There was actually no moment, when I enjoyed the work, I did it because it had to be done and I use it to reflect on it. This particular creeper is a real intrudor, it invades, overgrows, dominates, creeps in, grows back, is resistant, … Just like our defilements. This creeper grows in very, very long thin strings that can easily be 10 meters or longer, it has leaves every 10 cm when the conditions are right. It can grow roots at every point of its strings and continue to grow from there in every direction, when it is not possible to grow new roots it still grows, spreading its strings in directions where it might find conditions to grow roots, often a string looks dead, no leaves, no roots, so one pulls at it, meter for meter from underneath a building and finds at the other end where it came out from underneath the building, that it was alive and green at the other end. It builds kind of a net of its strings interwoven, there is no beginning, no end, it is in fact not possible to pull this weed out, one can only pull oy parts of it, which gives the other parts strength to grow stronger and faster. To really kill this plant one had to be extremely persistend and diligent. If one had pulled out a string and its roots, but a part of the root might have remained in the earth, a new plant will grow from it. (Which means, in fact I did not break a role.)

So it is really exactly as it is with our defilements when one tries to observe the mind in order to root out the defilements. They are just like this weed and one needs to be very, very persistent and diligent. Then when one does the work, in the field or in the mind, suddenly under the weeds appear plants, beautiful flowers that have been planted once but are dying, suffocating, and they can start to grow, to florish. Same as in our minds, once we pulled out the defilements with right effort, our eautiful and good qualities can grow. Or, more likely – realistically – other weeds appear, thorny ones, hurting ones, the ones who when one gets in contact with them, closing their leaves when touched and almost seem to dissapear among grasses and leaves then. They might also grow just as a short plant above the earth, they have strong roots and spread them wide. Branches can grow flat on the ground and when overgrown by grass or something else they become roots. When the conditions are in favour, they can grow into bushes and trees and form a thicket which is terribly entangled. If that is not exactly as it is in our minds, with our defilements. I can’t speak for everybody , but it is exactly as I experience the weeding of defilements in my mind.

Just for the completeness of the story it may be said, that the unwholesome kamma in this case ripens immediately in form of skin allergies.

I feel very much at unease with doing it but did it more than once. Every time I did it y body was full of terribly itching rashes and blisters. Every litte rash, when scratched mulitplies and causes a rash at the next spot touched, when whatever it is is in the cothes and it touches the skin, rashes spread all over. Then a looong shower has to be taken, and mind you, the water is cold, clothes have to be washed and that probably more than once, Then, with some anti allergene cream, it is only a matter of hours that the itch dissapreas. Honestly, I thought I could go mad and scream or weep. But I didn’t, I bore it, stoic, lowering my head in deep respect and acknowledgemet of the law of kamma.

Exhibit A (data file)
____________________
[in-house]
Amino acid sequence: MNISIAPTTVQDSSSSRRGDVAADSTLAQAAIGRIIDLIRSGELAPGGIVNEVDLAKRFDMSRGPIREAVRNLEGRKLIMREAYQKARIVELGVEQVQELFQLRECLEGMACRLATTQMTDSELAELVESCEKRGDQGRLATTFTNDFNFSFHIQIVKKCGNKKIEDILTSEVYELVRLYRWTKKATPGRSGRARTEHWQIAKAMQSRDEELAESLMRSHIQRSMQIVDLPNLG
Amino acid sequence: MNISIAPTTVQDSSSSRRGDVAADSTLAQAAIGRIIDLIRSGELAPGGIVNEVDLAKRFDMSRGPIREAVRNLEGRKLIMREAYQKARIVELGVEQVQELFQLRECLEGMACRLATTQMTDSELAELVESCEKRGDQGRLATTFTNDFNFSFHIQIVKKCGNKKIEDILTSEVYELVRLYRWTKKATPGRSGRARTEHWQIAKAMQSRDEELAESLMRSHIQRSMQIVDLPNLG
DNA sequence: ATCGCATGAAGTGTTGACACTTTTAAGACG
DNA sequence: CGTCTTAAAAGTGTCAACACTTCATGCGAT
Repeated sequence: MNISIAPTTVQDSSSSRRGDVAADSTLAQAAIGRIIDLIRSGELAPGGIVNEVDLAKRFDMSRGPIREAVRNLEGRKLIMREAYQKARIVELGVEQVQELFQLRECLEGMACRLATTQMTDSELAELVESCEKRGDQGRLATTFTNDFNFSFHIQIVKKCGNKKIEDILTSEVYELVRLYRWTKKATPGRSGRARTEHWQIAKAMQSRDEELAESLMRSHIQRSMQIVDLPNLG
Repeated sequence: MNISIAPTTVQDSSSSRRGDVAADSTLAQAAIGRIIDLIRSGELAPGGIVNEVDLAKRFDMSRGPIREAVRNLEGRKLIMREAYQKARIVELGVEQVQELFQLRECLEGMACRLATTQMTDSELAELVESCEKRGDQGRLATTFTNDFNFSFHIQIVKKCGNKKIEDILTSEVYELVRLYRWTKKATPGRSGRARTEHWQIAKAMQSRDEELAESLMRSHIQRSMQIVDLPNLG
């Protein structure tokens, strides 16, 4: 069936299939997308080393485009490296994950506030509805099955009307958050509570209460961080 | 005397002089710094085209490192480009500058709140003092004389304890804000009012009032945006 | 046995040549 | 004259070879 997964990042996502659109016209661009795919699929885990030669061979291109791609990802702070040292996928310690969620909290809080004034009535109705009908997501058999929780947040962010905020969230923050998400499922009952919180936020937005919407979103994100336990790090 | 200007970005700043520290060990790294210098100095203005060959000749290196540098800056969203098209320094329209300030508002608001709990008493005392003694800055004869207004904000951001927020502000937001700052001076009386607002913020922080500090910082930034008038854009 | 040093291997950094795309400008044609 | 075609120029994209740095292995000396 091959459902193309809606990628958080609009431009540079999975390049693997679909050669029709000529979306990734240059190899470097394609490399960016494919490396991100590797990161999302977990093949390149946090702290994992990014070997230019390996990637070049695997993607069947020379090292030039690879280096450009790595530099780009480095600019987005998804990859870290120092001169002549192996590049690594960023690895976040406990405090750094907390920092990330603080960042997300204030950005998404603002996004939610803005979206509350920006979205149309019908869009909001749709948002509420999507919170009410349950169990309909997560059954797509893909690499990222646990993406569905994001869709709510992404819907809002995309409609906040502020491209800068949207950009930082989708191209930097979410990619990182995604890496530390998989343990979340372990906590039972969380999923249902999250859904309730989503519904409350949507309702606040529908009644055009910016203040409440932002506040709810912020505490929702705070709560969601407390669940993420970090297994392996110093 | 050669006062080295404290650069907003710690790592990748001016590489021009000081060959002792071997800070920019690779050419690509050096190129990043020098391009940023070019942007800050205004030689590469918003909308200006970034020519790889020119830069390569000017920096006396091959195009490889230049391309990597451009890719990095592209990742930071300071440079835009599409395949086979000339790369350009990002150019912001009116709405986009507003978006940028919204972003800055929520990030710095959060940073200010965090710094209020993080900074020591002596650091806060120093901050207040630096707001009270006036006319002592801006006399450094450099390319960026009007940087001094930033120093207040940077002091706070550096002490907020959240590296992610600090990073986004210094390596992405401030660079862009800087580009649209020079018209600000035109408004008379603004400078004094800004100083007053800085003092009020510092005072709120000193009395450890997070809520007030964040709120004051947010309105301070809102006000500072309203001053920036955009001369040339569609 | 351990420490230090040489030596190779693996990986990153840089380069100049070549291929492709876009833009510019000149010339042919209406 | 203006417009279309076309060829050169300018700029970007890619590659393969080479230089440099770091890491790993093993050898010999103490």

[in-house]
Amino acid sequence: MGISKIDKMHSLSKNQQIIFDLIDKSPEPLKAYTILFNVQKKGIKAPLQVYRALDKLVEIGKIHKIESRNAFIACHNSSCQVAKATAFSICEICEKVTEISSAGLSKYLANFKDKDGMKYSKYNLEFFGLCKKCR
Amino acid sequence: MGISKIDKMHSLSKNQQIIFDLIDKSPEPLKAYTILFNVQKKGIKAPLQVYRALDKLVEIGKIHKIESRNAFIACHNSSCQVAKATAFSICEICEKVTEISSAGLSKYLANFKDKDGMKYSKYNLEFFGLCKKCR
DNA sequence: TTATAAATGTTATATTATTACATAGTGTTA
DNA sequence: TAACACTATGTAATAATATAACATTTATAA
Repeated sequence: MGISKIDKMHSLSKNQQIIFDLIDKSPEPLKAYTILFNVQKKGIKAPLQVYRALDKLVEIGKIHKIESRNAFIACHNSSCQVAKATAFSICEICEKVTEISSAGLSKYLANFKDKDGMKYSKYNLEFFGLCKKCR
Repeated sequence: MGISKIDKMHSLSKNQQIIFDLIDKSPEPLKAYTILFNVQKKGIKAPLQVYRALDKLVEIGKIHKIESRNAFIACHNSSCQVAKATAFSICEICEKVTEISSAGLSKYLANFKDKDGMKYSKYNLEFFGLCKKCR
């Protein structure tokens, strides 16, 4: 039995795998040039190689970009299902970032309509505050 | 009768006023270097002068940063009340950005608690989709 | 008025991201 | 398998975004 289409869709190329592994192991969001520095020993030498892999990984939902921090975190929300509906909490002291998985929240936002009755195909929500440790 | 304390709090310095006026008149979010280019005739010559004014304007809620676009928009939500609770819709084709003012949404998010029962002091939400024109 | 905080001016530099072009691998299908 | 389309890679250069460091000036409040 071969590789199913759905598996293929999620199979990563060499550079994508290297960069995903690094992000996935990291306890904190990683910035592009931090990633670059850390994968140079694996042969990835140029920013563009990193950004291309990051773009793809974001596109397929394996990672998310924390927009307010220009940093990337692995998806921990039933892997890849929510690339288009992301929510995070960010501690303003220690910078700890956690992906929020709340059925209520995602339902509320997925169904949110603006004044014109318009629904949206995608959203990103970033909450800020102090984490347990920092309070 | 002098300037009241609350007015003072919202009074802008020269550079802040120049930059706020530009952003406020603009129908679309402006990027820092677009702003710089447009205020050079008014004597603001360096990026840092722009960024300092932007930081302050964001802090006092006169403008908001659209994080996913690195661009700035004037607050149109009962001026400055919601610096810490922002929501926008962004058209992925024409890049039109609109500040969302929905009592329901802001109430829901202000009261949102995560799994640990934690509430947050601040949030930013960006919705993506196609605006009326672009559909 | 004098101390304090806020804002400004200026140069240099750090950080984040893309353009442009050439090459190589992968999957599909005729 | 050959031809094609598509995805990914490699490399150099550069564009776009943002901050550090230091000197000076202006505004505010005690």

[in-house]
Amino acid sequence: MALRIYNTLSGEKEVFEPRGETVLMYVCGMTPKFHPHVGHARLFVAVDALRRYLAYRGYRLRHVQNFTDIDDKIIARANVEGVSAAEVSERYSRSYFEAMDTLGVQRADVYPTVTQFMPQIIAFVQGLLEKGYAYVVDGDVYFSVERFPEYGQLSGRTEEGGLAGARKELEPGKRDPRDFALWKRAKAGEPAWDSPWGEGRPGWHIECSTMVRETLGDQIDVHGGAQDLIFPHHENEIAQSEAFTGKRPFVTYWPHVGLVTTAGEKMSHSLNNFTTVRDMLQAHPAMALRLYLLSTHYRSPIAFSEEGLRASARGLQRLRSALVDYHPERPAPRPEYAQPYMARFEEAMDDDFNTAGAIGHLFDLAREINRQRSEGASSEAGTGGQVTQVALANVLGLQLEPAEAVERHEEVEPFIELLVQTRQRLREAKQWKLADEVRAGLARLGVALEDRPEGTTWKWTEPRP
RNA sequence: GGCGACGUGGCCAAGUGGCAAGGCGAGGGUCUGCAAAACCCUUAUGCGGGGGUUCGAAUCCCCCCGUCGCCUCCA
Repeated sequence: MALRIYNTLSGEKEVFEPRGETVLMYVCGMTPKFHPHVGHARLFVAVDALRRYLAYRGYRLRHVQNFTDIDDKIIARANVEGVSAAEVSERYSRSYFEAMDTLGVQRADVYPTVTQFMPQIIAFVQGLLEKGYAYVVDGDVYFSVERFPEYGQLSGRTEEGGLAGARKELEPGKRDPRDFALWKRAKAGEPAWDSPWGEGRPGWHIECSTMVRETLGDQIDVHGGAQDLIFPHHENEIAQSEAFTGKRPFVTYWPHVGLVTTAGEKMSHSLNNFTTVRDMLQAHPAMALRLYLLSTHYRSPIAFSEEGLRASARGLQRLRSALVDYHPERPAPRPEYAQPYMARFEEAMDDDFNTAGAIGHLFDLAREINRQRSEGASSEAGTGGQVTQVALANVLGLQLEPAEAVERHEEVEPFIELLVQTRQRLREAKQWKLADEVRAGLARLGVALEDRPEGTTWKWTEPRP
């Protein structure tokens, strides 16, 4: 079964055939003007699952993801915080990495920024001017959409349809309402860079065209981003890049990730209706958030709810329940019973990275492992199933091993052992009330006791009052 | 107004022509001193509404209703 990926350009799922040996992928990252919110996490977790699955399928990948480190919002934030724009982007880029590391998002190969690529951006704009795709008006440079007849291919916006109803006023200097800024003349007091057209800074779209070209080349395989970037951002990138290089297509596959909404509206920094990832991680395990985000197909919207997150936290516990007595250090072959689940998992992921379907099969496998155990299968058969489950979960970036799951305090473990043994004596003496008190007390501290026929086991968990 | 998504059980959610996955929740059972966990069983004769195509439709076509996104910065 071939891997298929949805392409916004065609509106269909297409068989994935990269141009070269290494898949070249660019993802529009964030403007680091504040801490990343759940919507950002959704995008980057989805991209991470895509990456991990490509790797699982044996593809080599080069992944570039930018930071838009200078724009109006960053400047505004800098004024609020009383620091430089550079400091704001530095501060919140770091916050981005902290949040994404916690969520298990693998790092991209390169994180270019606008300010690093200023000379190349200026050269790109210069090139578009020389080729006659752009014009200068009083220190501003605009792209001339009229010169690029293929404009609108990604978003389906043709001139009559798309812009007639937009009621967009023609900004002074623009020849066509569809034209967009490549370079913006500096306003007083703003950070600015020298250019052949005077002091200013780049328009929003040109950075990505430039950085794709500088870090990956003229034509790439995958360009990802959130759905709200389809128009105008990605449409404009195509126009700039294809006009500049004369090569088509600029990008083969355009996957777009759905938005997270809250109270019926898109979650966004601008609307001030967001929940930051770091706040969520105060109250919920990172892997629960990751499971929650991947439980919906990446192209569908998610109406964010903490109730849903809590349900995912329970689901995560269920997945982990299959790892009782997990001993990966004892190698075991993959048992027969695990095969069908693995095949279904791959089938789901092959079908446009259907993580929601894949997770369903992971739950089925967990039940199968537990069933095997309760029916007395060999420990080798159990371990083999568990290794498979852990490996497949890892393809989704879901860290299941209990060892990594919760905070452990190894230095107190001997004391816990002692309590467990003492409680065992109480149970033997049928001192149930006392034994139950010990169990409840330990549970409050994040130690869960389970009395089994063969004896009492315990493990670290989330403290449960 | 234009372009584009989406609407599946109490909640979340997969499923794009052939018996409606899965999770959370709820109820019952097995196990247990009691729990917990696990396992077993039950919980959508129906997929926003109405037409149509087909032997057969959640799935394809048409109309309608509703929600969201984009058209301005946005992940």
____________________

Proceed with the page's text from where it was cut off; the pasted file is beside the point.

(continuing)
After a few meditation sessions after the weeding I need to add, that it was a very good lesson and I learned a lot. Most of all I learned about the subtle ways of kamma and its interrelation with intention. Trying to keep the mind as object of obsrevation during the weeding, I noticed, that even when I have the general good intention of beautifying and harmonizing the monastery, when I think I do it to help the people because they have no time for it and I would not ask them to do it anyway – there is one moment – cause the present moment can be quite short and passing quickly, there is that one little part of a second intention. Without an intention to bend down there would not be the impulse to the limbs to actually bend. That is the first interruption of that general flux of nice thoughts of harmony and helping. Without the intention to pull at the weed to uproot it, the hand would not go towards the weed. This is the second present moment in which the flow of wholesome thoughts is interrupted. The streching out of the hand cannot take place when the mind does not agree to the pulling out of the weed. So, the wholesomeness of intentions is twisting into unwholesome direction. And then for the actual pulling out an effort has to be made. An effort that has quite an aggression as underlying potential. It is too soft to be called ill will, really, but had the mind not as an underlying tendency the disposition to aggression, if the mind were total ahimsa, this effort would just not be possible. Probably one would not even bend down. This has not even something to do with the object to be pulled out, but merely with with part-of-second present moment thoughts which commonly happen unnoticed. In addition to that there is the judging of the mind ‘this is a good plant’, ‘this is a weed, it must be pulled out’ instead of the bare, impartial seeing of a plant of any kind. Etc.etc.

This goes beyond the capability of my intention of living a pure life… In order to live that, a pure, a holy life, one has to live as if one weren’t there.